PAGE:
No. 44 - May 2006
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Happy Cooking !
Florence Sandeman, Editor
...and I quote
"Don't take a butcher's advice on how to cook meat. If he knew, he'd be a chef."
What's New This Month
A Cut Above
The first in a short series about the different cuts of meat
Click the picture to find out about the various cuts of beef - what they're called, where they're from and how they're cooked..
Food in Film
Here's the first in, what I hope to be a long series of recipes or food featured in films. The aim is to post recipes which have been featured in films. Click the film to see the first in the series.
Cooking Tip of the Month
Measuring sticky substances
When measuring sticky substances like honey, golden syrup or treacle, lightly oil the spoon or cup first. The sticky substance will just slide off. It really doesn't affect the taste at all.
What's in Season
Asparagus, early beans, broccoli, carrots, cherries, chervil, early cucumbers, green apricots, kale, lettuce, new potatoes, pears, radish, rosemary, spinach, spring greens, early strawberries, watercress
How does your Kitchen Garden grow
By the end of May the temperature and low risk of frosts means you can start sowing the seed of more tender plants such as courgettes, marrows, runner, dwarf and green beans and outdoor cucumbers however if any frosts are expected, be prepared to cover the new seedlings with cloches or fleece.
Continue to sow beetroot, broad beans, cabbage, turnips, cauliflowers, peas, and parsnips through to mid-may and further small sowings of carrots, lettuce, radish, spinach and spring onions to ensure a continuous harvest.. Continue gradually thinning out seedlings to their final spacing
Continue to sow tomatoes Aubergines, and Capsicums and sow dwarf and French beans 3 to a 7.5cm/3-inch pot.
Continue thinning out seeds which were sown in pots or trays last month
Plants such as tomatoes, aubergines, cucumbers, courgettes and capsicums which were sown indoors last month should be potted up individually to 7.5cm/3-inch pots by the time they have reached 10cm/4-inches tall.
Once all danger of frosts have passed, start hardening off indoor sown plants. It's best to leave this until very late in May.
For detailed growing instructions visit growing herbs and vegetables section
See the extra article on Hosepipe bans below
It's National Vegetarian Week
Monday 22nd - Sunday 28th May 2006
What is a Vegetarian ?
This may seem like a silly question, but it the answer may surprise you. I used to think a Vegetarian just didn't eat meat or fish - but that's not necessarily true.
According to the International Vegetarian Union (IVU), for membership purposes "vegetarianism includes veganism and is defined as the practice of not eating meat, poultry or fish or their by-products, with or without the use of dairy products or eggs. " Vegetarianism is often further broken down into OVO-LACTO- eats eggs and dairy products, and LACTO eats dairy products but no eggs. And then there's cheese - another mine field. They can be made with or without rennet which is derived from the stomach tissue of a slaughtered calf.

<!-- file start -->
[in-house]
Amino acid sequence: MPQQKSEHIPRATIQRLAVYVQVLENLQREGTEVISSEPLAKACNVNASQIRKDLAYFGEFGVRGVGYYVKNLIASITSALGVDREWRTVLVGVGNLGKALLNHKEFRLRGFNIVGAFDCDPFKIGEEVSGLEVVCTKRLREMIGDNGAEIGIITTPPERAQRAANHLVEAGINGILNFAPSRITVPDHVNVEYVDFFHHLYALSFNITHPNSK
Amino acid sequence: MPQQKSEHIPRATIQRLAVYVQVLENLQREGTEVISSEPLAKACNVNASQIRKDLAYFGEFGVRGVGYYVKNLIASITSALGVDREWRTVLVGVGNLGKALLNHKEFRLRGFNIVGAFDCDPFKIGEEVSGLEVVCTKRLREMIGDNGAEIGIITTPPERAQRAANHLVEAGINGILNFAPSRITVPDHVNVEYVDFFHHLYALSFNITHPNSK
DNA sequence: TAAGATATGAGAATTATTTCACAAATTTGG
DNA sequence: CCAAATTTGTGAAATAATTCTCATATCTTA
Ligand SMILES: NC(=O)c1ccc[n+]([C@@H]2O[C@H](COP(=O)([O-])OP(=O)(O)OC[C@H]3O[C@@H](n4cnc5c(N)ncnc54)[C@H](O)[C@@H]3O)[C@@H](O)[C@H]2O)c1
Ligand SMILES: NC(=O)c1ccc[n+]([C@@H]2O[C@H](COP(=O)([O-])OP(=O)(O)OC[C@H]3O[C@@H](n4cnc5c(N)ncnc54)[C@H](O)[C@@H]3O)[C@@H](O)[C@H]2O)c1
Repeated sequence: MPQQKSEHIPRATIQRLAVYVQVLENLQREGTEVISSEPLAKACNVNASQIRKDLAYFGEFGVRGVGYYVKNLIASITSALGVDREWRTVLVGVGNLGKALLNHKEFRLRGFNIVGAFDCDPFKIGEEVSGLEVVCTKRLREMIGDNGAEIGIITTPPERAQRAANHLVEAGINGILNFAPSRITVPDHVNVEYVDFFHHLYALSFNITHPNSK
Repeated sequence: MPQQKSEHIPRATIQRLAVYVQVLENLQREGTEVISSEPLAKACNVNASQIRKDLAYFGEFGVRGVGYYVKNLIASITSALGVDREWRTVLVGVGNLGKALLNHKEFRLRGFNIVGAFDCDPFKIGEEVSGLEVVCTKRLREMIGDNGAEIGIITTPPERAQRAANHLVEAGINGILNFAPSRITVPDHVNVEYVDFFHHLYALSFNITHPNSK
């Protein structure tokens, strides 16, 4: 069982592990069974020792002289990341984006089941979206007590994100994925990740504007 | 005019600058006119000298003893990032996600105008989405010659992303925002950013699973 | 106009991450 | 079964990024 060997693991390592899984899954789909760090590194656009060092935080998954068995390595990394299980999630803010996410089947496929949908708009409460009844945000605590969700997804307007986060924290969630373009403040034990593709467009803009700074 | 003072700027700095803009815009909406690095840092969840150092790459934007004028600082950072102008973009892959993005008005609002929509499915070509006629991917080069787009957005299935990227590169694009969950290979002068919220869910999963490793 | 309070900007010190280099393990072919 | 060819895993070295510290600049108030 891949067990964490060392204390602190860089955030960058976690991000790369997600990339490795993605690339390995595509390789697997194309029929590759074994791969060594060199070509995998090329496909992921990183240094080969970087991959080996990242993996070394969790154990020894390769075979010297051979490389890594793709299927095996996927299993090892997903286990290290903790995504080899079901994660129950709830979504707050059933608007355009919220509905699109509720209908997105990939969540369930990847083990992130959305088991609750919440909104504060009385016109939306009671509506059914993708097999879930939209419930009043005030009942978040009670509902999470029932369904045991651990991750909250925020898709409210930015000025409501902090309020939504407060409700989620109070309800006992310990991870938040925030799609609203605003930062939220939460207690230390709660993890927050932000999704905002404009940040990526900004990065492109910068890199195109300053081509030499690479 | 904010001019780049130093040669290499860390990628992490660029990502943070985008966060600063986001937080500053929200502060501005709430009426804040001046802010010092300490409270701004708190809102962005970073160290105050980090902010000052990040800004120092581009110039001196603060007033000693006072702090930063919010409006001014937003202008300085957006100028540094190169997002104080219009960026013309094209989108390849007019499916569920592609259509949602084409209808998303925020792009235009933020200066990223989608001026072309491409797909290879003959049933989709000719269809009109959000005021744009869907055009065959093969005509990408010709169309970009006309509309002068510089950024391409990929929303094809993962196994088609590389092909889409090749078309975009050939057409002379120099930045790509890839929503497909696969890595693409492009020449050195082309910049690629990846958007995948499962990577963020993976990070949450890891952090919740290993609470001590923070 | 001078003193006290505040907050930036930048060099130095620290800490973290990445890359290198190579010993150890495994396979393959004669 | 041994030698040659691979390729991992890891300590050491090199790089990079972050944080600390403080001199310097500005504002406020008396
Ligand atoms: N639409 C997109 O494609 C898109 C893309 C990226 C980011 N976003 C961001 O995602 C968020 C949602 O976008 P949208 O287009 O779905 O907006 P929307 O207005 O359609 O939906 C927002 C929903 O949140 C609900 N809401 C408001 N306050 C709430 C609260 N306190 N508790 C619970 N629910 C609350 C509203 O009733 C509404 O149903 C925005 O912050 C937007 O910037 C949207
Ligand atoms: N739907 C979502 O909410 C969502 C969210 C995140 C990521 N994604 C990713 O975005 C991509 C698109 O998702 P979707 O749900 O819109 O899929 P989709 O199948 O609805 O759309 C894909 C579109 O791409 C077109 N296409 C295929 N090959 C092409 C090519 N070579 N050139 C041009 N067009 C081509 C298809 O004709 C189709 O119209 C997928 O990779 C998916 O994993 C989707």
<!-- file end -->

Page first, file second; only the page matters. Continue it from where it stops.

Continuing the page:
So, what's the difference between vegetarians and vegans? As far as I'm concerned, it's HUGE. Vegans exclude all animal flesh including meat, poultry, fish and seafood plus animal products such as eggs, dairy produce and even honey." They also avoid items which may have animal products used in the manufacture such as certain wines, beers and cereals. When making wines/beers they sometimes use Albumin (found in egg whites) or isinglass (obtained from the swim bladders of fish) to clarify or "fine" it. That's why you find Vegan wine on sale. As for cereals, some have Vitamin D3 added which apparently is of animal origin.
Whilst researching, I came across some other terms used, a couple of which I'd never heard of and one which, I must admit, made me smile. Which one? I'll leave it to you to guess.
Pescetarian: Similar to a vegetarian, but also consumes fish.
Fruitarian: Same as Vegan, but only eats foods that don't kill the plant (apples can be picked without killing the plant - carrots can't). wow!
Herbivore: Mainly eats grass or plants. Not necessarily a Vegetarian.
Plant-Eater: Mainly eats plants. Not necessarily a VEGETARIAN.
Pseudo-Vegetarian: Claims to be vegetarian, but isn't. Often used by vegetarians to describe semi-vegetarians, and Pescetarians.
Non meat-Eater: Does not eat meat. Most definitions do not consider fish, fowl or seafood to be meat. Animal fats and oils, bonemeal and skin are not considered meat.
If you have a particular ingredient you want to use, why not use the search form to find a vegetarian recipe for it by adding "vegetarian" to the search. e.g. Cheese MC vegetarian. I just tried it and there are well over 70! The word "Vegan" can also be added to the search criteria as can "dairy" for dairy free recipes or "Eggless" for egg free recipes.